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Brain. 2011 Oct;134(Pt 10):2929-47. doi: 10.1093/brain/awr202. Epub 2011 Sep 5.

Interictal-like network activity and receptor expression in the epileptic human lateral amygdala.

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Institute of Physiology I, Westfaelische Wilhelms-Universität Münster, D-48149 Münster, Germany.


While the amygdala is considered to play a critical role in temporal lobe epilepsy, conclusions on underlying pathophysiological mechanisms have been derived largely from experimental animal studies. Therefore, the present study aimed to characterize synaptic network interactions, focusing on spontaneous interictal-like activity, and the expression profile of transmitter receptors in the human lateral amygdala in relation to temporal lobe epilepsy. Electrophysiological recordings, obtained intra-operatively in vivo in patients with medically intractable temporal lobe epilepsy, revealed the existence of interictal activity in amygdala and hippocampus. For in vitro analyses, slices were prepared from surgically resected specimens, and sections from individual specimens were used for electrophysiological recordings, receptor autoradiographic analyses and histological visualization of major amygdaloid nuclei for verification of recording sites. In the lateral amygdala, interictal-like activity appeared as spontaneous slow rhythmic field potentials at an average frequency of 0.39 Hz, which occurred at different sites with various degrees of synchronization in 33.3% of the tested slices. Pharmacological blockade of glutamate α-amino-3-hydroxy-5-methyl-4-isoxazolepropionic acid receptors, but not N-methyl-D-aspartate receptors, abolished interictal-like activity, while the γ-aminobutyric acid A-type receptor antagonist bicuculline resulted in a dampening of activity, followed by highly synchronous patterns of slow rhythmic activity during washout. Receptor autoradiographic analysis revealed significantly higher α-amino-3-hydroxy-5-methyl-4-isoxazolepropionic acid, kainate, metabotropic glutamate type 2/3, muscarinic type 2 and adrenoceptor α(1) densities, whereas muscarinergic type 3 and serotonergic type 1A receptor densities were lower in the lateral amygdala from epileptic patients in comparison to autopsy controls. Concerning γ-aminobutyric acid A-type receptors, agonist binding was unaltered whereas antagonist binding sites were downregulated in the epileptic lateral amygdala, suggesting an altered high/low-affinity state ratio and concomitant reduced pool of total γ-aminobutyric acid A-type receptors. Together these data indicate an abnormal pattern of receptor densities and synaptic function in the lateral nucleus of the amygdala in epileptic patients, involving critical alterations in glutamate and γ-aminobutyric acid receptors, which may give rise to domains of spontaneous interictal discharges contributing to seizure activity in the amygdala.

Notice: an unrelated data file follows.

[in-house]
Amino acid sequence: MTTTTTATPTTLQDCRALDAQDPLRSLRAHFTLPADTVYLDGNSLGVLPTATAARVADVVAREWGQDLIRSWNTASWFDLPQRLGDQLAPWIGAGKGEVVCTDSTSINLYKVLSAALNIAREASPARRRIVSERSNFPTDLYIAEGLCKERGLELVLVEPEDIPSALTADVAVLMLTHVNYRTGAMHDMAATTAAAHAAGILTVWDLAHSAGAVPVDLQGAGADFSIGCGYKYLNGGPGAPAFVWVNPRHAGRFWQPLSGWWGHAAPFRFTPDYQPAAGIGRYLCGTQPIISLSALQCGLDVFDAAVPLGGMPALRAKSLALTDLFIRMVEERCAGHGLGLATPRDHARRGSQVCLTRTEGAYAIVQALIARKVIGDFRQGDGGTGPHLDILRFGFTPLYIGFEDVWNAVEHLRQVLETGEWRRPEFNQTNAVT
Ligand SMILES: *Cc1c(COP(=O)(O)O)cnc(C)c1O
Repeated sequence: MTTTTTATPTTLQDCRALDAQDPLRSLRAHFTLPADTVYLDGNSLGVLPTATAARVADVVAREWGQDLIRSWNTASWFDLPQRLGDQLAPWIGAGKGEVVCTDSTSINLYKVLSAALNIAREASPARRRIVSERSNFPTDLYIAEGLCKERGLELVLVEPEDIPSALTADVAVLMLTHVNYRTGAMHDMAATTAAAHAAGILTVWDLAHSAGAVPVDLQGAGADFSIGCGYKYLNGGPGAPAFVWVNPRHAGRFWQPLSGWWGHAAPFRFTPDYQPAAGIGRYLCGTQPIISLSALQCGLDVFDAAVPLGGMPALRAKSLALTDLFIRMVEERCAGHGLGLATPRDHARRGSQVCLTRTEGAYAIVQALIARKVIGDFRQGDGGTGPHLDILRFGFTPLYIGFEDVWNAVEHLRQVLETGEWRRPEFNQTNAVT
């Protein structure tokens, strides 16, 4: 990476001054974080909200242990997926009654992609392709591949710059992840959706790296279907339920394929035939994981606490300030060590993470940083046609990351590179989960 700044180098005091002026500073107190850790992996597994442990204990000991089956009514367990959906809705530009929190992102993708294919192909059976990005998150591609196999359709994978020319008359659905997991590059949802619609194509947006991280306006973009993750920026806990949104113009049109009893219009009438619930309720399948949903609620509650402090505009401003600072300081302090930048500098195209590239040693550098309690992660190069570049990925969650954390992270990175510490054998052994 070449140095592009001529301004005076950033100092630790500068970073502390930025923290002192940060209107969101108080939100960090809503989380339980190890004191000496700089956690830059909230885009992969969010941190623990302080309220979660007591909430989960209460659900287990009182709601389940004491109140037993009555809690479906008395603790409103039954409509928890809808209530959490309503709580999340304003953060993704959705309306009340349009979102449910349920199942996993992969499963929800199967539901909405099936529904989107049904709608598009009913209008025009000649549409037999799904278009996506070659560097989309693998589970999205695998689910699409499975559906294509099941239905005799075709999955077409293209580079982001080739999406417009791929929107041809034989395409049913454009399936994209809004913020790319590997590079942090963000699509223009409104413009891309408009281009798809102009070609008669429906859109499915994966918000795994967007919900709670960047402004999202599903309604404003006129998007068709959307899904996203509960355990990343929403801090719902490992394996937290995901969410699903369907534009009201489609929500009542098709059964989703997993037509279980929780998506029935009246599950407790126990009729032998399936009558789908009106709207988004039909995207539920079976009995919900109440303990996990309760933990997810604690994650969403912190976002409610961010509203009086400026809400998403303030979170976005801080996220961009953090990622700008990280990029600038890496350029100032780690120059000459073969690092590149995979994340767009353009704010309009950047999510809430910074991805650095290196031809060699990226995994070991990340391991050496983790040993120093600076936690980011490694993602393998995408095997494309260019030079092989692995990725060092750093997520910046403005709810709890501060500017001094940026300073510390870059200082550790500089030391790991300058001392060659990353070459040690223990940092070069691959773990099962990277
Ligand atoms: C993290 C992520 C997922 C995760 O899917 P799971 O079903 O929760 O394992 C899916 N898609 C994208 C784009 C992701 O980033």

[Indexed for MEDLINE]

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